A typical boulevard.


A view of the Kremlin in the distance.


Sitting across the Moscow River from the cathedral is an unusual place: the Red October chocolate factory. Originating in the Tasrist era and serving as a national icon throughout the Soviet era, the chocolate factory is now filled with trendy shops and clubs, with a more liberal vibe.


A bit of Portland in the Red October factory.


The nearest neighbor to Red October: a massively disproportionate tribute to Peter the Great. Taller than the Statue of Liberty but clearly lacking the benefit of any measure of French taste, the monument oddly exalts the man that moved Russia’s capital to St. Petersburg.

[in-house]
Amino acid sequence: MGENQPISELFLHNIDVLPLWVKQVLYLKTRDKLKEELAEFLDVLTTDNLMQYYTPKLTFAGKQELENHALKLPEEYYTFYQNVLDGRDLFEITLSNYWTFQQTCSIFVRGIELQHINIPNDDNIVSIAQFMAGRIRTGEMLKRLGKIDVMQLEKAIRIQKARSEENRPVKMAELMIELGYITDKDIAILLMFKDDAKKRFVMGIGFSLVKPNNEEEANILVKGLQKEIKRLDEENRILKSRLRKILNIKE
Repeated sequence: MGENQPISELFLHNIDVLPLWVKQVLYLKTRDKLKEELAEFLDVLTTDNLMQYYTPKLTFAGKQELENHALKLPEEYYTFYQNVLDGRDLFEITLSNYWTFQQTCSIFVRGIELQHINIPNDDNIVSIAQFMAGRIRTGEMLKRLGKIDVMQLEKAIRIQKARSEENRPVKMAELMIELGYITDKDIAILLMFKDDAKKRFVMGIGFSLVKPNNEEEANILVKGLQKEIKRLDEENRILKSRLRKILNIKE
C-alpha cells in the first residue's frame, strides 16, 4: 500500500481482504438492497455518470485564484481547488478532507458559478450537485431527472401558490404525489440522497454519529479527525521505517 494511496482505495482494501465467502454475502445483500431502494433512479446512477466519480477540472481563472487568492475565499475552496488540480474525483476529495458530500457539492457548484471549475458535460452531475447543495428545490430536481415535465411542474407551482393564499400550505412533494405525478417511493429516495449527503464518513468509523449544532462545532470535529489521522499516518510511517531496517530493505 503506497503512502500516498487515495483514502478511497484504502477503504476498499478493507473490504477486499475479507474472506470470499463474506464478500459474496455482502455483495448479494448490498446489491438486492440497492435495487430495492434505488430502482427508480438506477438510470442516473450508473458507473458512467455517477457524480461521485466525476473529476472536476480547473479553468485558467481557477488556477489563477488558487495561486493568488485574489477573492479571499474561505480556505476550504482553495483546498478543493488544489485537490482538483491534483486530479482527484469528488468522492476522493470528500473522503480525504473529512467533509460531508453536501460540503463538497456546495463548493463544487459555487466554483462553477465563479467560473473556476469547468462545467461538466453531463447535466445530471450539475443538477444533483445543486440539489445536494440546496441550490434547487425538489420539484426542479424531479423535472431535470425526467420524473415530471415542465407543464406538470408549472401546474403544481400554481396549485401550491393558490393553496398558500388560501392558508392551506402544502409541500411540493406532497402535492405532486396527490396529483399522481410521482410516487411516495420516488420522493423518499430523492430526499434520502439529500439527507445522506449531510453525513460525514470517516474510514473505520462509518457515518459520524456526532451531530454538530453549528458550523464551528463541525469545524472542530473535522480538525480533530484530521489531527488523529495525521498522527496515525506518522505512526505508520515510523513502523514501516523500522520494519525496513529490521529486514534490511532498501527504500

Nearby, Fallen Monument Park includes a curious mix of quirky art and Soviet icons. “The USSR, a Haven of Peace”.


Alas, no place is free of consumerism.



My single venture to the suburbs (still no difficult journey given the speedy metro) took me to Izmailovsky market, at the Partizanskaya metro station.


Beyond the prime hunting grounds for knick-knacks such a place was sure to offer, it was recommended to me as being the best place in the whole world to look for old Soviet stuff: a whole flea market devoted to it!


Knick-knacks a plenty!


The place actually is pretty much a big, bizarre Russian theme park.


A big, bizarre, decrepit, mostly abandoned Russian theme park! Amazing!


Unfortunately, not a Soviet relic in sight. The vast majority of the place sits empty, I was soon to discover.